Respondents engaging in less than two conservation behaviors or behaving in a fashion that indicated increased consumption of gasoline were categorized as non-conservers. On the basis of reported behavior, 83 respondents were classified as conservers and 75 as non-conservers. The remaining 95 respondents were unclassified by virtue of demonstrating contradictory conservation and non-conservation behaviors. In an effort to verify this grouping procedure and thereby establish that legitimately different groups were formed by the process 9 a discriminant analysis was performed on the newly formed conserver and non-conserver groups.

The discriminant analysis indicated that each of the variables discussed earlier which were used in the group forming process produced significant (p;. 01) differences between conservers and non-conservers. The most important variables in distinguishing the two groups were consumers' use of a more fuel efficient auto and consuming less gasoline than five years ago. Further verification of the grouping was provided by the classification matrix in this analysis in which a 90. 5% correct prediction was achieved in classifying respondents as conservers or non-conservers versus maximum chance percentage of 52. %. The establishment of groups which were legitimately different in energy related behaviors provided a foundation for investigating a broad set of potential predictor variables. Table 1 shows the means and univariate F-Scores for the complete set of variables considered. The variables in Table 1 were then analyzed using discriminant analysis for their value in predicting the conserver and non-conserver groups. From the original set of 32 variables viewed as potentially useful predictors, Table 2 shows the results of those that were significant in forming the discriminant function.

On a univariate basis, many of the variables distinguish between the conserver and non-conserver groups. Additionally, on a multivariate basis this group of variables provided a highly significant (p< . 001) discriminant function. Further evidence of the overall power of the variable set is provided in Table 3 by the classification matrix. Predicted group membership had a 76. 58% accuracy based on the discriminant function formed from the group of predictor variables (again versus a 52. 5% level by the maximum chance criterion, (Morrison, 1969). TABLE 2 SIGNIFICANT VARIABLES IN DISCRIMINANT ANALYSIS OF CONSERVER GROUPS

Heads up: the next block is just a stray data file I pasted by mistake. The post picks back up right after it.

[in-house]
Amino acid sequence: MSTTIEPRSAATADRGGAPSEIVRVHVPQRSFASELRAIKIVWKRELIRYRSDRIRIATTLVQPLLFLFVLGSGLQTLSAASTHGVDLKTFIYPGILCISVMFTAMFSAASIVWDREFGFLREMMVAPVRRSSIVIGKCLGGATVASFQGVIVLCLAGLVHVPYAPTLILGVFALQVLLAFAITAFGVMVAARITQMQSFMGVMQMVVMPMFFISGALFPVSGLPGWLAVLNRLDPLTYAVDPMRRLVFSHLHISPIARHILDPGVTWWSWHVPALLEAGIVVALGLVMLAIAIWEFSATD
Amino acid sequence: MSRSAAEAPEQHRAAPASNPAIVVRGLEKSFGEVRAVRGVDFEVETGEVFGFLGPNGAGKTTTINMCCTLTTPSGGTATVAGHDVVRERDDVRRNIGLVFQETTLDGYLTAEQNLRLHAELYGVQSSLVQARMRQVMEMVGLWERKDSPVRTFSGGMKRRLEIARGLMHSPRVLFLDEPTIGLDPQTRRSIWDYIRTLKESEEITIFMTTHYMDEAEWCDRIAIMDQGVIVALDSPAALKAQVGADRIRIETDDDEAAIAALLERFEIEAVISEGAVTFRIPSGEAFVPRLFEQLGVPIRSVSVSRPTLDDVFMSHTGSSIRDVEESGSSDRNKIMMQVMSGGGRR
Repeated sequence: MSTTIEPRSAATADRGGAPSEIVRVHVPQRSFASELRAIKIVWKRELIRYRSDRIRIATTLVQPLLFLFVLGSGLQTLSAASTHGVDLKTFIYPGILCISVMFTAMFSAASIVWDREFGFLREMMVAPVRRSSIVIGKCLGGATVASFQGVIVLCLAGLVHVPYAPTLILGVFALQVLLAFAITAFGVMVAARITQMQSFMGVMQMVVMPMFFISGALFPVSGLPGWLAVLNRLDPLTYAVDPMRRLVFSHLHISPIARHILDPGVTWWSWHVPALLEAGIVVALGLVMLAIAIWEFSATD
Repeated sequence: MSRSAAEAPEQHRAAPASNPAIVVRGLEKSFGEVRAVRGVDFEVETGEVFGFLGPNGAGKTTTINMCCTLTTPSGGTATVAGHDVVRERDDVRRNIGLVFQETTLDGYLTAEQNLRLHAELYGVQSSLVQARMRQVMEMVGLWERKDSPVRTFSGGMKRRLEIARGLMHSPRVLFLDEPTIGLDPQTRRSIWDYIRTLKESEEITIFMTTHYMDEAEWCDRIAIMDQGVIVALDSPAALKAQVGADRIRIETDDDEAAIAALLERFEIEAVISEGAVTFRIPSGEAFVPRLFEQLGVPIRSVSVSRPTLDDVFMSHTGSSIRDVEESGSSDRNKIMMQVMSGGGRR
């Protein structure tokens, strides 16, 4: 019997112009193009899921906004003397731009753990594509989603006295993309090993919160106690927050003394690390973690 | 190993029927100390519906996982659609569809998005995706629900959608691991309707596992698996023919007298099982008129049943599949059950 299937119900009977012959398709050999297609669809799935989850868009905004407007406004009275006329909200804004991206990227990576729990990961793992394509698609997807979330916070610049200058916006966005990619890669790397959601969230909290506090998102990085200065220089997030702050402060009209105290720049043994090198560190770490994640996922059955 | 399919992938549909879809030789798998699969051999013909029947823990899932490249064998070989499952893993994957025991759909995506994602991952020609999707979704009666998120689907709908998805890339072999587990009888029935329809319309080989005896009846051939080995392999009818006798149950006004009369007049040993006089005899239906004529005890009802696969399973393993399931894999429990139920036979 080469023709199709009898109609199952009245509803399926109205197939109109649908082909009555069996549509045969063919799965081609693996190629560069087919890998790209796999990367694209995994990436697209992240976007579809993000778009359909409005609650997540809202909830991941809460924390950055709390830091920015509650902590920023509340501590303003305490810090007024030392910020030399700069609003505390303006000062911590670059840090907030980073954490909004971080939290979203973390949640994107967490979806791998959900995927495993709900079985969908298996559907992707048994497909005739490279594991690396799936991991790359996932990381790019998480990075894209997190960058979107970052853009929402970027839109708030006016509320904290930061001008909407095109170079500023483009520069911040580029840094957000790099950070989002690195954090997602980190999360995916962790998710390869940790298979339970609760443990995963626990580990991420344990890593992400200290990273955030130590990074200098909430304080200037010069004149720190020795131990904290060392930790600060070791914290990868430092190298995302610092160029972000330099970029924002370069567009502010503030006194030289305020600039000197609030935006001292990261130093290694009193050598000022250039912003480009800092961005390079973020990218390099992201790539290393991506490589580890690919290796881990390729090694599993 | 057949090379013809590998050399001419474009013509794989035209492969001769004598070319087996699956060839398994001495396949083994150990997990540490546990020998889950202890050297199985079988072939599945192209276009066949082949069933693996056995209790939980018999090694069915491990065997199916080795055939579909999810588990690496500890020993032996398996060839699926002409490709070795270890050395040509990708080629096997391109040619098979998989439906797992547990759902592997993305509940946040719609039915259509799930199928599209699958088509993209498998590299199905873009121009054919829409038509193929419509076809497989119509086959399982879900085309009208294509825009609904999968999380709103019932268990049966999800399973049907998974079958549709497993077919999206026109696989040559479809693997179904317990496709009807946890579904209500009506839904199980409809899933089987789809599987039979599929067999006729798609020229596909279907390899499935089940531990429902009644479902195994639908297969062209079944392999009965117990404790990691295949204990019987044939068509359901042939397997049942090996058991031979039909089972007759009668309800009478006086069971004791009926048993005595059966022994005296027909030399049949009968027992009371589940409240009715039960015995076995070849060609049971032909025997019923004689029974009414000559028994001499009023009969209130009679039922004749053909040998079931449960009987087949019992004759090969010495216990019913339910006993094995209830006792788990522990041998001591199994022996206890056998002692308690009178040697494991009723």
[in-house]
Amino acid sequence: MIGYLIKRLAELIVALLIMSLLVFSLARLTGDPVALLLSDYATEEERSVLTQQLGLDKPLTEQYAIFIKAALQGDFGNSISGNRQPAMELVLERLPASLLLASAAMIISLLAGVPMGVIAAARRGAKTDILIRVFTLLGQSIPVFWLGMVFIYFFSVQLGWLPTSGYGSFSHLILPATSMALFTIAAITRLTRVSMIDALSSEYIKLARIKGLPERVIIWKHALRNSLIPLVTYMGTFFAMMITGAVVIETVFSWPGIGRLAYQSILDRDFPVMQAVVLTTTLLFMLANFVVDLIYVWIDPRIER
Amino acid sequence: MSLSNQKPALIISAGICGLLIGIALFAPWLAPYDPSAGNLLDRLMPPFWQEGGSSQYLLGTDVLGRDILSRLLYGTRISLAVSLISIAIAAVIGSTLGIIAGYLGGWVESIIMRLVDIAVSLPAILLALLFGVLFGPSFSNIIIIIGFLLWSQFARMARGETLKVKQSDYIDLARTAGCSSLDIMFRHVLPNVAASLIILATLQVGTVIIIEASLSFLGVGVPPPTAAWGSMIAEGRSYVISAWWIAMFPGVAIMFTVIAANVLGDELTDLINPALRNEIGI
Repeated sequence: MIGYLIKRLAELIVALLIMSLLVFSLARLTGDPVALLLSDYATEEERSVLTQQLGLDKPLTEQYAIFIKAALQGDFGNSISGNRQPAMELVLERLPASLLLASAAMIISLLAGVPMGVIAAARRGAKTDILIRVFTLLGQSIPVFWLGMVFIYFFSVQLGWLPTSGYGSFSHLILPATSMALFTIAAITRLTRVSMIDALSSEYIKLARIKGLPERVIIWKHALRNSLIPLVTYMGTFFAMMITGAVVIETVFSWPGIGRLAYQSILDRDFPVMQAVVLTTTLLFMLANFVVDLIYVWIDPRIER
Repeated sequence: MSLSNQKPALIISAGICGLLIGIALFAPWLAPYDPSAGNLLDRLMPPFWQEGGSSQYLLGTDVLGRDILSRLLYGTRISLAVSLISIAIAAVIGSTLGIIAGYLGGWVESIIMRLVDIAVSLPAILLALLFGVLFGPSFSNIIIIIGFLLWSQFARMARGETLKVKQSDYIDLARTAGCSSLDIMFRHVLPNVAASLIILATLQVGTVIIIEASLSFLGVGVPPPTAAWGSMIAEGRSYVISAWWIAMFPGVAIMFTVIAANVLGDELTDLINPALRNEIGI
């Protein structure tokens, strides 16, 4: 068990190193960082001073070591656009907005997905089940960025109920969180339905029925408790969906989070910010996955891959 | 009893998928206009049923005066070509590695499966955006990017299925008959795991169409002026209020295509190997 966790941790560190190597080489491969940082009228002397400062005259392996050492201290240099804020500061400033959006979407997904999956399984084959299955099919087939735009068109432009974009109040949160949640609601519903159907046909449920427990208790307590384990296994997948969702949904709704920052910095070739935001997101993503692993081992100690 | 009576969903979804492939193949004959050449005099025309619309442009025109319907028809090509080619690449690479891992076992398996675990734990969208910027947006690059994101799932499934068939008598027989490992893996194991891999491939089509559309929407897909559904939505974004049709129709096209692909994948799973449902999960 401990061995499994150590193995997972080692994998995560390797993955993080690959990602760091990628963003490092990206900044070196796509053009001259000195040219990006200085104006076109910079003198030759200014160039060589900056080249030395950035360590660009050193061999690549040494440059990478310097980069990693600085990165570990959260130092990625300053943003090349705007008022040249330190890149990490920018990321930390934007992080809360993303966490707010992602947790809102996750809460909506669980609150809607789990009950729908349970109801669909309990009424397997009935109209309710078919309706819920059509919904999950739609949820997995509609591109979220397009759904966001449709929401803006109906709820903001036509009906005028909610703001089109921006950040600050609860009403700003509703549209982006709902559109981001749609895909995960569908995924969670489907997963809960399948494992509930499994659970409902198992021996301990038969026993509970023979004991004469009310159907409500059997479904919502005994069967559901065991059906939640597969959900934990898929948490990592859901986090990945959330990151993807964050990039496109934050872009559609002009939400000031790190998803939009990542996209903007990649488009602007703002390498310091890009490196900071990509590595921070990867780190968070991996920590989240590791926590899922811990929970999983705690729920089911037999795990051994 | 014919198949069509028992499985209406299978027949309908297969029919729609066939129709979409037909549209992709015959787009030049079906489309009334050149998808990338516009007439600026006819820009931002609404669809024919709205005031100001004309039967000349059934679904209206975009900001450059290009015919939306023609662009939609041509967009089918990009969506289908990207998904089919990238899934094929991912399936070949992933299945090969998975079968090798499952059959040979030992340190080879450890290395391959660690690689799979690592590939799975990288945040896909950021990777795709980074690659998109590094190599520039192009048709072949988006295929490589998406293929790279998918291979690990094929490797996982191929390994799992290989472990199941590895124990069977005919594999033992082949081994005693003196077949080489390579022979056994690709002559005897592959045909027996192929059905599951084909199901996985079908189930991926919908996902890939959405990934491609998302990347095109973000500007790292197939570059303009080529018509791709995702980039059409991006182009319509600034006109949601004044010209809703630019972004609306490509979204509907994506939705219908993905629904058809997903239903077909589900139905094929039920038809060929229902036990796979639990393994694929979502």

TABLE 3 CLASSIFICATION MATRIX FOP CONSERVER GROUPS In light of the variables' power in distinguishing between conservers and non-conservers, a discussion of the contribution made by each variable set is worthwhile Beliefs About the Gasoline Shortage This set of predictors indicated consistently different views between conservers and non-conservers. Non-conservers were more prone to believe that no real gasoline shortage existed, that there was less of a need for the country to decrease its consumption of gasoline, and that the gasoline availability problem was due to government bungling of the situation.

The conserver group tended toward opposite beliefs in each of these areas. The government issue is one of the strongest contributors to the multivariate prediction of group membership. Evaluation of Potential Solutions Univariate comparisons of the two groups on this set of variables indicate that significant differences exist between the groups on two of six dimensions (closing gas stations on certain days as an acceptable solution and higher prices as a best solution).

One possible reason greater differences were not discovered in univariate analysis of these factors is that non-conservers were not convinced a shortage of gasoline really existed. In this context, non-conservers may have found it difficult to evaluate potential solutions to a hypothetical problem. Again, on a multivariate basis, each of the variables in this set contributed significantly to the distinction between the groups. Gasoline Consumption Behaviors This set of variables identifies differences in the way conservers and non-conservers use their personal automobiles.

Non-conservers tented to drive a greater number of miles in a year and had a significantly higher percentage of work related use of the automobile. Given the influence of using the automobile for work related purposes, perhaps non-conservers hold a view that there is an element of inflexibility in their ability to conserve gas. This proposition, however, must be evaluated in the context of the non-conservers' stronger belief that a shortage of petroleum doesn't really exist anyway. Media Habits